Phlebotomy, the practice of taking blood samples from a patient and other body tissues for a medical test, investigation or blood bank, is usually done with the help of a trained phlebotomist or a professional in the laboratory. The usually performed procedures are venipuncture in which a quantity of blood is taken from the vein (mainly in the arm) and a puncture procedure in the finger that takes a smaller quantity of blood from the tip of the finger. Although most of these procedures are simple and without incidents, the complications can be generated due to the patient’s health or because the phlebotomist failed to follow the order of draw phlebotomy correctly.
This occurs when there is a collection of blood that fills the tissue around a vein. It can be mistakenly seen as a bruise or spread and is often painful. Bruising usually develops when a phlebotomist “ignores” a vein, only enters it partially or it stings the entire vein during a routine venipuncture. Most bruises are not uncomfortable; however, special care and measures should be done when dealing with children, the elderly, and patients suffering from blood disorders or taking anticoagulants.
To avoid a bruise, the phlebotomist must:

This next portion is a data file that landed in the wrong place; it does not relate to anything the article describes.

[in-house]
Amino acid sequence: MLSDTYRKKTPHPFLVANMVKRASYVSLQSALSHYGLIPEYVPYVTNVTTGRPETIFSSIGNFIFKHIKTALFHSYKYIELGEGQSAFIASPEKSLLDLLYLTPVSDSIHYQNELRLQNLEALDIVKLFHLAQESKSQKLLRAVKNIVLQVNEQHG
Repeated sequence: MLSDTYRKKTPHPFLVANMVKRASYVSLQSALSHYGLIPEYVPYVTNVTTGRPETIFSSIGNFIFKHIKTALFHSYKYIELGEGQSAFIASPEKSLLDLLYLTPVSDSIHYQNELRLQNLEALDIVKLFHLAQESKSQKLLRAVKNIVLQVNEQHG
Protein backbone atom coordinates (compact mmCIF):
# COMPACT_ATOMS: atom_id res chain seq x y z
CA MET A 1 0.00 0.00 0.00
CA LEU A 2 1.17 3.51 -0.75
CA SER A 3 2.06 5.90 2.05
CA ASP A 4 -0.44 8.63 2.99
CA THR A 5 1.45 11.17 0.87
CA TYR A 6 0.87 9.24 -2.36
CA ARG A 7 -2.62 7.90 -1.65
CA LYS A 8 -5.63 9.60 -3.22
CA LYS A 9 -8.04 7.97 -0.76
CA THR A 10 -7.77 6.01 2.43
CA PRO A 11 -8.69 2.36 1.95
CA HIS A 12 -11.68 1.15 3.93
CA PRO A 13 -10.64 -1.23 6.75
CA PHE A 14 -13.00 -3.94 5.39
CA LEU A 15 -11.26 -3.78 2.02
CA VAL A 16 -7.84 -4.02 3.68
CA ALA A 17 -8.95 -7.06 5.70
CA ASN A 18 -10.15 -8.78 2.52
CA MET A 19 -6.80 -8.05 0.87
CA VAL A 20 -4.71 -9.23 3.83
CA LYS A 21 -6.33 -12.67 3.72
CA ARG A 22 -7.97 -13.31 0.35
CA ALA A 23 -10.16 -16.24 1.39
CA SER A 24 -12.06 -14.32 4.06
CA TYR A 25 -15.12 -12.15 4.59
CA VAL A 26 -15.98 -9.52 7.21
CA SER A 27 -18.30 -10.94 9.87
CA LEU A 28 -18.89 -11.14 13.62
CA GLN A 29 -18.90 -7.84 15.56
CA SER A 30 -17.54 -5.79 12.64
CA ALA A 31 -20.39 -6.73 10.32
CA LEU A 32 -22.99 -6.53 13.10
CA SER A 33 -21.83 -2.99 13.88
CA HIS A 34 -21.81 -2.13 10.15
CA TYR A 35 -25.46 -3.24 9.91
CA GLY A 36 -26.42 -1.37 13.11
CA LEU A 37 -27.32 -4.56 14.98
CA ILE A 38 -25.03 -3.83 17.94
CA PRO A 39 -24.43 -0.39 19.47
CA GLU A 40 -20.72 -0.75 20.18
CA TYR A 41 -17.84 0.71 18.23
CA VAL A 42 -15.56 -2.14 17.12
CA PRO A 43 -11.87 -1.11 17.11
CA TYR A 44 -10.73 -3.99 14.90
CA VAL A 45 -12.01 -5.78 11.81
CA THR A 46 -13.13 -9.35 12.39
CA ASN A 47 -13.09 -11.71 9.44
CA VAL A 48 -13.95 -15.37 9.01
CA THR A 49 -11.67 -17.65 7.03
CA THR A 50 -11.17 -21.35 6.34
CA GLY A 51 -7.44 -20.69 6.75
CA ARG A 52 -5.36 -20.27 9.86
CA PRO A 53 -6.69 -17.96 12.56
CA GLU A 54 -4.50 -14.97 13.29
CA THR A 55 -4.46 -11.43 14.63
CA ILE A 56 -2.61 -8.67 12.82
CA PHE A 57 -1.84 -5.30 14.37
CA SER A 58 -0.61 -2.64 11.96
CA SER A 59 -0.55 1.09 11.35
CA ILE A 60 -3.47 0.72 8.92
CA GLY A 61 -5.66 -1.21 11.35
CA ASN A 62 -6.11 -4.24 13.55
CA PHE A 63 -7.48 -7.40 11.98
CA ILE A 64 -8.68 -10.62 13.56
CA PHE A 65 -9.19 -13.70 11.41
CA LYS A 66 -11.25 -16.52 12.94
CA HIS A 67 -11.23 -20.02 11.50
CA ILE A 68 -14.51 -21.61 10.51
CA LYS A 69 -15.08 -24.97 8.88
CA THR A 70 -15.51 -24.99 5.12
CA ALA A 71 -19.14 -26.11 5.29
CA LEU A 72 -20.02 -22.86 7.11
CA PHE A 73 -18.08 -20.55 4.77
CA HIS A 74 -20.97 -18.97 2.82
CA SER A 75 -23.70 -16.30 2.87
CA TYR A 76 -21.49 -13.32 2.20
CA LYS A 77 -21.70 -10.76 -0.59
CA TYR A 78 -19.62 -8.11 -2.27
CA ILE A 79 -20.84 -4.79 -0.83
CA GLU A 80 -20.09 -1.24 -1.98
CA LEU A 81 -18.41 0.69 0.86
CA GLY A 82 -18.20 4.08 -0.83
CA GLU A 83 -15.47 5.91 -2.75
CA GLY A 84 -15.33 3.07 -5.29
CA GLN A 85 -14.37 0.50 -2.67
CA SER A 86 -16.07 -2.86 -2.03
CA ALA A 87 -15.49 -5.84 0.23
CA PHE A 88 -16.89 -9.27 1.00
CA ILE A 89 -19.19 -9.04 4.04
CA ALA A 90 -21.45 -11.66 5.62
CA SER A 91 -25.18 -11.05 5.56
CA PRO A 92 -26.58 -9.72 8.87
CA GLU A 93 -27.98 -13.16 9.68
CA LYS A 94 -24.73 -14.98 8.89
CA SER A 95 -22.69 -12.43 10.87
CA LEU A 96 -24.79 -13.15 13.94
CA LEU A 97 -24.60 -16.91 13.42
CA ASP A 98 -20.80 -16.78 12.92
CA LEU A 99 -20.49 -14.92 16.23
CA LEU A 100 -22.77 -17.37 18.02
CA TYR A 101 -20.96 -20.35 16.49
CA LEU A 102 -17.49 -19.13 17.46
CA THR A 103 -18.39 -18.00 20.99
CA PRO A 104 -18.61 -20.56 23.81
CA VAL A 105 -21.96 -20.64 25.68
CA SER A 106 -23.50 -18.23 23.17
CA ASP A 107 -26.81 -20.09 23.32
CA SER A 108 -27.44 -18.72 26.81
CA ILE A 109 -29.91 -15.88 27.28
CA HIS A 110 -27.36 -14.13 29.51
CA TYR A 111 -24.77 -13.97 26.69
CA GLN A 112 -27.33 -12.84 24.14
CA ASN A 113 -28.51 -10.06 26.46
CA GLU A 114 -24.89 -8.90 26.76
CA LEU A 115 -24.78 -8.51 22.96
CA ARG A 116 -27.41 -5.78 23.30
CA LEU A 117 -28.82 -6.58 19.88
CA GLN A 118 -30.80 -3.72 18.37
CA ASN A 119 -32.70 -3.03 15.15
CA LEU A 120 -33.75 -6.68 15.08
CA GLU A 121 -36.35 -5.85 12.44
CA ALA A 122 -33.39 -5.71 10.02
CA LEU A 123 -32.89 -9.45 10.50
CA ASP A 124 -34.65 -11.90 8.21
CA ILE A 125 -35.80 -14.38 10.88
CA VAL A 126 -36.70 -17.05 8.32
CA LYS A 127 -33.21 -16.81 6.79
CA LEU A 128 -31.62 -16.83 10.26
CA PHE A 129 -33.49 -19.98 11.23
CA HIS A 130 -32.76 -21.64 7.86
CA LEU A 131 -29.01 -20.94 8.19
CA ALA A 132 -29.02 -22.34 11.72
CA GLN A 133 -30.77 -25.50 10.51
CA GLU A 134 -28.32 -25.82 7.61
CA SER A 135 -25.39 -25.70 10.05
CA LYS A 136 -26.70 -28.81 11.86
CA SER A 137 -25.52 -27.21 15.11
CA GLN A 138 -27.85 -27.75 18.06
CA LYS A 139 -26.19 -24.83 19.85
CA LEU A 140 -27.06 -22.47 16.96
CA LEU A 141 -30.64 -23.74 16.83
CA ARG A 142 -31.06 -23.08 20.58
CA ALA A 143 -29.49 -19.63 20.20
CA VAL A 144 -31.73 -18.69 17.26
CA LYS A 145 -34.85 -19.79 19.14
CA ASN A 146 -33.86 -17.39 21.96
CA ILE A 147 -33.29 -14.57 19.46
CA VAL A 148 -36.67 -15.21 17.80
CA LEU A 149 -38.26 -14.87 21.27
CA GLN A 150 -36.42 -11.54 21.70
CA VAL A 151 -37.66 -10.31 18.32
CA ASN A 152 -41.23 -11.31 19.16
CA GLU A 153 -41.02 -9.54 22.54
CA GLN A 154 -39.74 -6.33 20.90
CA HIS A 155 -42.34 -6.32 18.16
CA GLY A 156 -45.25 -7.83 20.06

- Choose a vein surface to make the puncture
- Make sure that you do not place the vein in an incorrect angle
- And avoid looking for the vein with the needle.
Treatment of a hematoma involves lifting the influenced area of the patient to a higher height of the heart while applying ice and gently pressing on the area.
Prolonged Tourniquet Application
A tourniquet is an essential tool that helps a phlebotomist to initially locate (palpate) and enter the vein. However, they must not be used on the patient for more than two minutes, otherwise, the phlebotomist puts the integrity of the blood sample (known as hemoconcentration) and the patient’s health at risk. Using the tourniquet for too long can result in irreversible tissue or nerve damage.
If a phlebotomist has trouble finding the vein, you must undo the tourniquet and heat the area with warm light or a manual heater and ask the patient to close his fist slightly. The tourniquet should be undone, and the area should be palpated again. If the phlebotomist still does not find the vein, you must remove it and try another area.
If a patient has a tourniquet applied and complains of unusual pain, numbness or tingling, a supervisor and medical staff attention should be brought in immediately.
Hemolysis is a complication that occurs more in the blood sample than in the patient. When this sample is roughly handled, red blood cells can generate “lysis,” a complication in which the cells separate. Hemolysis can affect or even show negative results in many of the samples.
Phlebotomists should carefully handle the blood collected. If these contain an additive and you have to mix, the phlebotomist shouldn’t make the mistake of roughly shaking the tubes, instead, slightly invert it.